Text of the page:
I don’t think that Mr. Harper has Canada’s best interest at heart. I know that he does not have First Nations’ interests at heart. Love is probably too strong a word; he doesn’t have much of an interest, and if he does, it’s to get rid of native land. One of the problems with pipelines is that they have to run across treaty land. And I think, in his heart of hearts, Harper would like to have all aboriginal treaties abrogated.

Do you think the current government can survive another election?
Oh sure. So far as I can tell, there’s nothing much out there to stop them. Thomas Mulcair and the NDP may get some good purchase; I’d love to see that because I have no idea what the NDP would do in power federally. The Liberals don’t seem to be doing much of anything right now. I don’t know how Justin Trudeau is going to lead that party to a victory. It’s not that we don’t need change. I just don’t see where change is going to come from.

The cover of King's latest award-winning book.
In 2008, you ran for the federal NDP in a failed bid for a seat in the House of Commons. Would you consider running again?
That’s easy: no. The fact of the matter is I don’t see where I can make much of an impact politically, or as much of an impact as I can if I’m free in society without a leash on me. Federal politics require teamwork, and that teamwork means that you have to be willing to say and support things that you may personally not believe, and I simply found I couldn’t do that.

Your beef with Christianity dots the manuscript but comes to an adversarial, perhaps even confrontational, zenith in one chapter. Do you truly feel that the Christian faith is “the gateway drug to supply-side capitalism”?
I think in many ways it is. I don’t have much complaint with Christianity in theory. In practice, it’s another thing. Christianity says do unto others as you would have them do unto you, right? And yet, Christianity was responsible, in large part, for slavery and for native residential schools. In practice, it’s not a generous doctrine. It doesn’t like gays and lesbians and it doesn’t like people who are different.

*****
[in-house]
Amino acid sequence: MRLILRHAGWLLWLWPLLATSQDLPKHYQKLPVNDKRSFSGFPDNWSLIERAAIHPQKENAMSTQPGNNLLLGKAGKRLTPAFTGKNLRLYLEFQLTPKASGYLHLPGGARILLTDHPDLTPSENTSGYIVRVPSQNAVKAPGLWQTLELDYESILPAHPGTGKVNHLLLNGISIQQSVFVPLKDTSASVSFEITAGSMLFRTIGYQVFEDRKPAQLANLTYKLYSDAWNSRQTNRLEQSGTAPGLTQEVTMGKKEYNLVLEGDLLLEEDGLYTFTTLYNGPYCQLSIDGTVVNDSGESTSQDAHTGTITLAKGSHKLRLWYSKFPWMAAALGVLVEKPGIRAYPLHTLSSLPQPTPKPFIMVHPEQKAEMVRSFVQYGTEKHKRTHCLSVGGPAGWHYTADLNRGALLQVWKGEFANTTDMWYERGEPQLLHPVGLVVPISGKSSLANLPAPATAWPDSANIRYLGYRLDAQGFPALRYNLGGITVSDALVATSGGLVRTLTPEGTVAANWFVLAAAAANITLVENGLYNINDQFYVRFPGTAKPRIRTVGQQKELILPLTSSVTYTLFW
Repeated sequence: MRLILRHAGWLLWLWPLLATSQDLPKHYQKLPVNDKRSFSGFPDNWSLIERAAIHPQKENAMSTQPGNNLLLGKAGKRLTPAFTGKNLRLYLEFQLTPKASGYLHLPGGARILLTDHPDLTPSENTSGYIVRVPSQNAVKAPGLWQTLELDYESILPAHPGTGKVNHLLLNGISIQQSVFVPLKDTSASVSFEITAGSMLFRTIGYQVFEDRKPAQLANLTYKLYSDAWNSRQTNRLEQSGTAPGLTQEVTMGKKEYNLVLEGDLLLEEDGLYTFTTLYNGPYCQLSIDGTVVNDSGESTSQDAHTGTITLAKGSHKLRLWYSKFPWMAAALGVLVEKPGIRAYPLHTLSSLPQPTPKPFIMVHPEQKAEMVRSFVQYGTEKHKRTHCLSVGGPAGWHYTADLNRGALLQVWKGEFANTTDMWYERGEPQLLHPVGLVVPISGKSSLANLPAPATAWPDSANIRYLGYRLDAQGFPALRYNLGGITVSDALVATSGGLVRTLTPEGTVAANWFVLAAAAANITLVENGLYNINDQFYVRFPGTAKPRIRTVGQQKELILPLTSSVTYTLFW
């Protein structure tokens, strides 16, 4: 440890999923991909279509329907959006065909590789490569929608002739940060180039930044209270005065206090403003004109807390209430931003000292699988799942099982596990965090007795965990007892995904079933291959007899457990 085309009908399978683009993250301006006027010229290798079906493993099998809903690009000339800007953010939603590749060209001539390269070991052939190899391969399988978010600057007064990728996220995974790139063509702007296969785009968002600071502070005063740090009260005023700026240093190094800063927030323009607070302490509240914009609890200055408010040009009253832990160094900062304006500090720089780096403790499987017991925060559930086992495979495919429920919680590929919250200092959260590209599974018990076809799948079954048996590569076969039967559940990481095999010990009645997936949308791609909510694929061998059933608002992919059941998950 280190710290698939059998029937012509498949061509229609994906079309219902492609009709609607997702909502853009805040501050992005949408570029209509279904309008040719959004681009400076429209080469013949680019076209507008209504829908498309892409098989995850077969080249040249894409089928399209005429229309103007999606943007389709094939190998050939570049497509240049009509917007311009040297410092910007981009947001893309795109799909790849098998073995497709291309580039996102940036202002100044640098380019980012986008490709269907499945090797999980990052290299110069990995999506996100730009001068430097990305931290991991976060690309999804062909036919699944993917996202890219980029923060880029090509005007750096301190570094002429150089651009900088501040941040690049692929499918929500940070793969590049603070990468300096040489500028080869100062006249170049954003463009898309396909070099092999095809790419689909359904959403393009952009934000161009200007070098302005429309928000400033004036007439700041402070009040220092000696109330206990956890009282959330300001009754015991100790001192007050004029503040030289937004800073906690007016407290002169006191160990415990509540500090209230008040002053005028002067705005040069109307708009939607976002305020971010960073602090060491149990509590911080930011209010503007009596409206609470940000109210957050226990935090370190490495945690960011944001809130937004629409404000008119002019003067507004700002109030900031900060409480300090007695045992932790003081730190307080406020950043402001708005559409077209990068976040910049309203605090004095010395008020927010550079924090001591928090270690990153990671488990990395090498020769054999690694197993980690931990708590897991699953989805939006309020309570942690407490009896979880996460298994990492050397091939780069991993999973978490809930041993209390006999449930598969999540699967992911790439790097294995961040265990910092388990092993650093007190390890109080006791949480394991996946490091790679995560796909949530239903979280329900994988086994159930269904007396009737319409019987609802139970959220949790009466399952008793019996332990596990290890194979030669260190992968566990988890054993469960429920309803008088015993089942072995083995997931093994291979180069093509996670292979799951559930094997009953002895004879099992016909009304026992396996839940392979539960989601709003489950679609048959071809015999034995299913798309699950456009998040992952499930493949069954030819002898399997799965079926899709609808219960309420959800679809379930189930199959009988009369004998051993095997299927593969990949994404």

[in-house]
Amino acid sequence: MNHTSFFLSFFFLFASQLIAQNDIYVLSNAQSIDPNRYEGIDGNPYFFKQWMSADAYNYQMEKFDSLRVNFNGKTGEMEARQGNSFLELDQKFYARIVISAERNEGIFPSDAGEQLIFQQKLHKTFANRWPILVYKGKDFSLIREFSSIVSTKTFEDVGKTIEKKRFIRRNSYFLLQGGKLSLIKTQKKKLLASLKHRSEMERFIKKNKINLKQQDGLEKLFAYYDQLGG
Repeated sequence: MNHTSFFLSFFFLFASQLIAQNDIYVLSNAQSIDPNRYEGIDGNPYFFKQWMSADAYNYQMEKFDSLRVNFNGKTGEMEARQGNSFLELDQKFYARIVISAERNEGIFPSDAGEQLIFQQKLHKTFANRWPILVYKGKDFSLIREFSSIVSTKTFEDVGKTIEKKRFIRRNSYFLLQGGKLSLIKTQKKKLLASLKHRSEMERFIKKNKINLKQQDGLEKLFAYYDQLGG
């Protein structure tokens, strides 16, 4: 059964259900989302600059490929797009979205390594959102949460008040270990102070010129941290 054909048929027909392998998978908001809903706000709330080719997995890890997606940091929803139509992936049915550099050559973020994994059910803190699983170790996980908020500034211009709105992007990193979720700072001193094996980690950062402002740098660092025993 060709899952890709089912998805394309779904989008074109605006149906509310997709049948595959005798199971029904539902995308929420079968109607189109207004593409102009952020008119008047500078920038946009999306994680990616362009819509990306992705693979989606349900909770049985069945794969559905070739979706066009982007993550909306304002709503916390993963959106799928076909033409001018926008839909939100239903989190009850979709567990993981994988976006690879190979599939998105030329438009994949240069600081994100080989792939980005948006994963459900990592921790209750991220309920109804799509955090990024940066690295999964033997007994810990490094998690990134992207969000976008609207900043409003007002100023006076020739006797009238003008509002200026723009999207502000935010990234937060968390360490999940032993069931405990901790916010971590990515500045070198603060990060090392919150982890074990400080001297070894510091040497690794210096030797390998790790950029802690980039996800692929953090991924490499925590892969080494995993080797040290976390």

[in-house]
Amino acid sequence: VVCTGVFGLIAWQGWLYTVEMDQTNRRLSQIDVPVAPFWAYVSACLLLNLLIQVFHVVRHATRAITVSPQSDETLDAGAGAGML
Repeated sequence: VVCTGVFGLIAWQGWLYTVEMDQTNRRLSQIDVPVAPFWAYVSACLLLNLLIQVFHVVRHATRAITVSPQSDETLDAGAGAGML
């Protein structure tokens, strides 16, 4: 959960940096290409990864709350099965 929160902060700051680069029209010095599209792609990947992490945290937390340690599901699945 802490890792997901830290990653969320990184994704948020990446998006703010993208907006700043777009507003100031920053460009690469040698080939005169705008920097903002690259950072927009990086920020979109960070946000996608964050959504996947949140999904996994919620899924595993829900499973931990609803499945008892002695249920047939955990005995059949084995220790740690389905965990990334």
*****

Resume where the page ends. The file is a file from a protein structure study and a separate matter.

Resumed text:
Would it be safe to say you don’t have much good to say about any organized religion?
No, it wouldn’t be, because there are parts of organized religion that are laudable. My problem is the way in which they practice those tenets. Most all religions have generosity, equality, love as part of the doctrine. But it’s how they practice, or how they define it, that is my problem.

Are you an atheist?
I’m nothing, to be honest with you. I make my way through the world. I don’t need Christianity or atheism or anything else to tell me how to act, how to run my life. I’ve got a fairly good sense of what’s right and what’s wrong, what’s moral, what’s not. I don’t need a priest to tell me that, I don’t need a minister to tell me that, I don’t need a God to tell me that.

Is it true that The Book of Mormon teaches that “dark-skinned Lamanites,” or natives, will turn white as they accept the Mormon gospel?
Yeah, that’s the very general reading of it. The term is “turn white and delightsome.” They may have changed that language, but that was the language that was available when I was living in Salt Lake City and dealing with native people from the Southwest in the Mormon Church. The expectation was that dark-skinned people, who were not quite as good as the rest, would in fact turn white.

In matters of spiritual, social, and political significance, there is a chasm that exists perennially between fact and fiction, between what is and what is perceived to be. Has authentic native history been lost to that proverbial gap?
A great deal of what native people had passed on from generation to generation was lost in the time that native people and Europeans were trying to get along together. How much of that was lost, nobody knows anymore, so I really don’t know. Whenever you say something’s authentic I get a bit nervous and begin to squirm in my seat; I don’t like to call anything authentic. There’s a problem with that word for me. It gets used too much. It’s a word that’s supposed to ground something in the truth that may not even exist.

Finally, your book has been called an “alternative history” to white-native relations. Would you agree with that statement?
I think it’s a history of white-native relations. I don’t think it’s an alternative anything. It’s as mainstream a history as many of the histories that are written. It’s different angle, certainly. And if alternative means that, then sure, it’s an alternative history. It’s another way of looking at the same history—a way that we don’t normally look at the history of North America.